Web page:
Grace's Guide To British Industrial History

Registered UK Charity (No. 115342)

Grace's Guide is the leading source of historical information on industry and manufacturing in Britain. This web publication contains 147,919 pages of information and 233,587 images on early companies, their products and the people who designed and built them.

Grace's Guide is the leading source of historical information on industry and manufacturing in Britain. This web publication contains 147,919 pages of information and 233,587 images on early companies, their products and the people who designed and built them.

Leyland Vehicles

From Graces Guide
Revision as of 09:06, 16 July 2020 by PaulF (talk | contribs)
(diff) ← Older revision | Latest revision (diff) | Newer revision → (diff)

1977 Leyland Truck and Bus were at North Works, Hough Lane, Leyland.

1978 BL put its Truck and Bus activity into a new company, Leyland Vehicles[1].

1978 Moved under the umbrella company BL Commercial Vehicles with a number of other subsidiaries.

1980 BL Commercial Vehicles employed 38,000[2]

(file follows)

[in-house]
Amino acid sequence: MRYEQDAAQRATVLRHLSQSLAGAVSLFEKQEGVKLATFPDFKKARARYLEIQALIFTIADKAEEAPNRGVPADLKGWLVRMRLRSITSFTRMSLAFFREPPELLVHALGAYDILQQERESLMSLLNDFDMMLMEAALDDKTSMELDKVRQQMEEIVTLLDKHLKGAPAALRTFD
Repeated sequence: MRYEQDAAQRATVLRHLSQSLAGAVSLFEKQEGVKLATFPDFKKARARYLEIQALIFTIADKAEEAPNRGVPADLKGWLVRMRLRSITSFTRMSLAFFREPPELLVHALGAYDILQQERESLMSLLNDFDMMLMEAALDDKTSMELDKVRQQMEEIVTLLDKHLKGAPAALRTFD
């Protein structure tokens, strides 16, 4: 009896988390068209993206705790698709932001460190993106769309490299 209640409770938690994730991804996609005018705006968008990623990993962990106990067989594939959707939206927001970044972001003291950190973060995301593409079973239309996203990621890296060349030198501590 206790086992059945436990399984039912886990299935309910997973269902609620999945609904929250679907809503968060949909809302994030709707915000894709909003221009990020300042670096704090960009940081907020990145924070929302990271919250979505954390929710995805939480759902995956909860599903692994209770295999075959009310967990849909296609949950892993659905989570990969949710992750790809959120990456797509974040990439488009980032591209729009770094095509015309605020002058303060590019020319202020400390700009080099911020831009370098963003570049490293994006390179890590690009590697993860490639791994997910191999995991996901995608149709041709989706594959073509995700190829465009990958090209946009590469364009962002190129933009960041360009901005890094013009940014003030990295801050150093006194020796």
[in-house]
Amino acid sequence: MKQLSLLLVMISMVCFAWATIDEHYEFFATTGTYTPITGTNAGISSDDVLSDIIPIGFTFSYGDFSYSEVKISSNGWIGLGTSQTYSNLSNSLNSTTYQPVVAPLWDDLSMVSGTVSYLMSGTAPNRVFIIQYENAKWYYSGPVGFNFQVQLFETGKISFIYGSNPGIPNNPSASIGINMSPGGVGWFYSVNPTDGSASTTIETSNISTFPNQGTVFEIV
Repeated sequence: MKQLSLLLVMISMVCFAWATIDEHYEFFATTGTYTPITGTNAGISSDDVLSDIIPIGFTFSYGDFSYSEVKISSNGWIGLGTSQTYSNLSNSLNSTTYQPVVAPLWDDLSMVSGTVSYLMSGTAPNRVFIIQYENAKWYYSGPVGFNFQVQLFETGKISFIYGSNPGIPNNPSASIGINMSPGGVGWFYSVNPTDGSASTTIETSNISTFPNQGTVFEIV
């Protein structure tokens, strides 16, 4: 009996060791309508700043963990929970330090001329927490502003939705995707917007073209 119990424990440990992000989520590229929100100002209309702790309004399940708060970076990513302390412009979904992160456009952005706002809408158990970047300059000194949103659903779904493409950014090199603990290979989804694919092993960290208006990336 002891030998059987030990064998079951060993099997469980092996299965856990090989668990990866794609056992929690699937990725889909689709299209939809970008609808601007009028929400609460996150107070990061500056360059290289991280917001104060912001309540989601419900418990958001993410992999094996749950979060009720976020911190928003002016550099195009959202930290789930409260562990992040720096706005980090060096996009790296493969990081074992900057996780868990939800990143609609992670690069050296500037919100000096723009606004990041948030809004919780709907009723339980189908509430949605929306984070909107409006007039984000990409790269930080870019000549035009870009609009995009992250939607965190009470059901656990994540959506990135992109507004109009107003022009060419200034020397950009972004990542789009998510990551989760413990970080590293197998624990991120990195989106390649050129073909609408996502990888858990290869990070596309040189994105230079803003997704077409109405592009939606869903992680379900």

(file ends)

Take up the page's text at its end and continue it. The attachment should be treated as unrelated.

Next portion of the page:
1981 LV started pilot production of the T68 Landmaster truck at the Bathgate plant in Scotland. The 5000 workers at Bathgate were still on a three-day week while the rest of the company stepped up to 4 days.[3]

1981 Leyland Vehicles split into three companies:[4]

1982 Part of the new Land Rover-Leyland

1983 Austin Rover Group and Leyland Vehicles, the bus and truck division, were both loss making; the other divisions of BL Cars, namely Jaguar and Unipart, were profitable[5]

1986 As part of the privatisation of BL, trade buyers were sought for Land Rover-Leyland except for Leyland Bus which would be sold separately[6].

1987 Leyland Bus was sold to its management.

1988 Leyland Bus was sold to Volvo

See Also

Loading...

Sources of Information

  1. The Times, Jul 11, 1978
  2. The Times, Feb 14, 1980
  3. The Engineer 1981/05/21
  4. Wikipedia
  5. The Times , Apr 28, 1983
  6. Cabinet Office memo 24 March 1986